Numbers in Japan

AbacusIn my experience the Japanese are better at maths than us Brits. Whereas for years we have been taught “new Maths” where calculators are an integral part of the process, Japanese children are still taught by rote, in a similar way that people of my age in the UK were made to recite times tables. The Japanese however have an easier time remembering as most Japanese numbers can be pronounced as words or part of words. For example a friend uses his name as his ATM pin number. Not probably the most secure approach, but easy to remember when he needs emergency cash during a night out.

In the classroom young kids learn from reciting songs like the cuckoo one word for which “juichi” can be read as eleven and “kukuu” can mean 99.

The other major difference is the use of the “soroban” or abacus. This plus the fact that Japanese numbers have always been given in multiples of ten and are expressed as ten one, ten two, two ten one etcetera without the need for the incongruous eleven, twelve and twenty one.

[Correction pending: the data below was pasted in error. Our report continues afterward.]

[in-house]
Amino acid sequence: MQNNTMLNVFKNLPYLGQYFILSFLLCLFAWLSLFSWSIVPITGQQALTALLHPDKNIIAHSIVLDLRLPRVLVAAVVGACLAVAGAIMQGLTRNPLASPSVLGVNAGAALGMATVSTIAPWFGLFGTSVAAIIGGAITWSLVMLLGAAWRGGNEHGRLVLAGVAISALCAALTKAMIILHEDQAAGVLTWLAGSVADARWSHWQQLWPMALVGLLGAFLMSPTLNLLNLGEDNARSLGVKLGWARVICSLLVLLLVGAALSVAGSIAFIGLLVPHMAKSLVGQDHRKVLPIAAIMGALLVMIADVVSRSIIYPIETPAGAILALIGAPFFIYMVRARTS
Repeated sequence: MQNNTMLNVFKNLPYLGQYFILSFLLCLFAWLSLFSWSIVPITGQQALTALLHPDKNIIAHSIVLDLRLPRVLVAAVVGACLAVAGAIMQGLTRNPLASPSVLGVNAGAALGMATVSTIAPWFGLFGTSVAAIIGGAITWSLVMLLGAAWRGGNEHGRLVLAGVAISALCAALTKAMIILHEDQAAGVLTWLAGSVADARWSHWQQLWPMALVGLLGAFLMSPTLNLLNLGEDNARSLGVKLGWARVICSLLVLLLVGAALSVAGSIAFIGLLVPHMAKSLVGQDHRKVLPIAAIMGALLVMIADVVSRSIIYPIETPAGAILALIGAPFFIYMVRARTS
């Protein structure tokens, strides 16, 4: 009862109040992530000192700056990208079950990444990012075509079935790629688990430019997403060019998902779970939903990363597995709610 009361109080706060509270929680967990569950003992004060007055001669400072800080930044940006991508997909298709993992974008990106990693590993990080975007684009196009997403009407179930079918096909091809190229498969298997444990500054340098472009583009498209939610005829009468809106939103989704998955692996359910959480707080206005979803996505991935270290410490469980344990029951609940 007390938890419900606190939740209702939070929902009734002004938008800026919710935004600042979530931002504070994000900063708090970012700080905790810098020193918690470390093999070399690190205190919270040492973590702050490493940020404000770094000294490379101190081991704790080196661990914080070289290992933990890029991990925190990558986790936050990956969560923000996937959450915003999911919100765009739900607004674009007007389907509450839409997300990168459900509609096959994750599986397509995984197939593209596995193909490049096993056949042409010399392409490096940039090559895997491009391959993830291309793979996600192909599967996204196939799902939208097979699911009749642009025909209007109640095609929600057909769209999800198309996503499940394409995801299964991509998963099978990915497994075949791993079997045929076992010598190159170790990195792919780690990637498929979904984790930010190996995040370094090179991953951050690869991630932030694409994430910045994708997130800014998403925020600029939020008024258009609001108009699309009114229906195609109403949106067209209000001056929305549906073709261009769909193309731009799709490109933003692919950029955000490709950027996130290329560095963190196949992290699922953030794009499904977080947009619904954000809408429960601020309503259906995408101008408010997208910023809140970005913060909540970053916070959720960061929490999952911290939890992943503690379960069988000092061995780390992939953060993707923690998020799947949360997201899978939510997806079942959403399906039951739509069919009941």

It is truly impressive to watch a competent abacus user rattle through the sums. The accounts clerk in my office in Osaka could click her way through the monthly sales ledger at 10 times the speed I would manage on my then state-of-the-art analogue adding machine and probably if we made the comparison today, 100 times faster than my amateurish attempts on an Excel spread sheet.

In Japan, China and Korea, use of the abacus is the cornerstone of arithmetic and has become a competitive activity in Japan where annual national abacus tournaments are held. The highest level of these competitions gives way to “empty abacus” contests where sums are done” in the head” using abacus techniques. The leading exponents of this art can manage multi digit, multi layered equations in fractions of seconds.

There may however be some hope for us. My grandson who is seven can comfortably recite the results of the times tables such as 12, 24, 36 etc. whereas the old lady and I need to start with once twelve is twelve, two twelves are twenty four and on. Unlike me he can do this without tapping his feet.